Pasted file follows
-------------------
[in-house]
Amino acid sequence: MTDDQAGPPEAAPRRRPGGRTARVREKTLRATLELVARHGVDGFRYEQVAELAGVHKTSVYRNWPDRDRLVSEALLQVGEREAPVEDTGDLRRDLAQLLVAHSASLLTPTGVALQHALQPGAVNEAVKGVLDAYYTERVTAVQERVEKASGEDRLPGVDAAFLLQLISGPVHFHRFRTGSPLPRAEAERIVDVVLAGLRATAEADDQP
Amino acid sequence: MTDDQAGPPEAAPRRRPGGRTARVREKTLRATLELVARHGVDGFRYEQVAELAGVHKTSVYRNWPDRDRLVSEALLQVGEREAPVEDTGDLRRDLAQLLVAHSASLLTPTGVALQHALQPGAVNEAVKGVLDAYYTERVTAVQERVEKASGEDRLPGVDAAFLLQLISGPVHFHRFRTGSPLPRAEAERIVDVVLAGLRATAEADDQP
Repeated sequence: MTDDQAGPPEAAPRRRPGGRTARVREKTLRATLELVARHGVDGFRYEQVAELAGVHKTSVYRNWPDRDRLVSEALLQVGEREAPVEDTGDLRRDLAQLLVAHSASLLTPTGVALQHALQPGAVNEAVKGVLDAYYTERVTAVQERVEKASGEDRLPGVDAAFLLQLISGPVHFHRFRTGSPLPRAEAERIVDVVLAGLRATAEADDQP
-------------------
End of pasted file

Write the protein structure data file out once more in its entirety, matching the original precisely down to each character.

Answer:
[in-house]
Amino acid sequence: MTDDQAGPPEAAPRRRPGGRTARVREKTLRATLELVARHGVDGFRYEQVAELAGVHKTSVYRNWPDRDRLVSEALLQVGEREAPVEDTGDLRRDLAQLLVAHSASLLTPTGVALQHALQPGAVNEAVKGVLDAYYTERVTAVQERVEKASGEDRLPGVDAAFLLQLISGPVHFHRFRTGSPLPRAEAERIVDVVLAGLRATAEADDQP
Amino acid sequence: MTDDQAGPPEAAPRRRPGGRTARVREKTLRATLELVARHGVDGFRYEQVAELAGVHKTSVYRNWPDRDRLVSEALLQVGEREAPVEDTGDLRRDLAQLLVAHSASLLTPTGVALQHALQPGAVNEAVKGVLDAYYTERVTAVQERVEKASGEDRLPGVDAAFLLQLISGPVHFHRFRTGSPLPRAEAERIVDVVLAGLRATAEADDQP
Repeated sequence: MTDDQAGPPEAAPRRRPGGRTARVREKTLRATLELVARHGVDGFRYEQVAELAGVHKTSVYRNWPDRDRLVSEALLQVGEREAPVEDTGDLRRDLAQLLVAHSASLLTPTGVALQHALQPGAVNEAVKGVLDAYYTERVTAVQERVEKASGEDRLPGVDAAFLLQLISGPVHFHRFRTGSPLPRAEAERIVDVVLAGLRATAEADDQP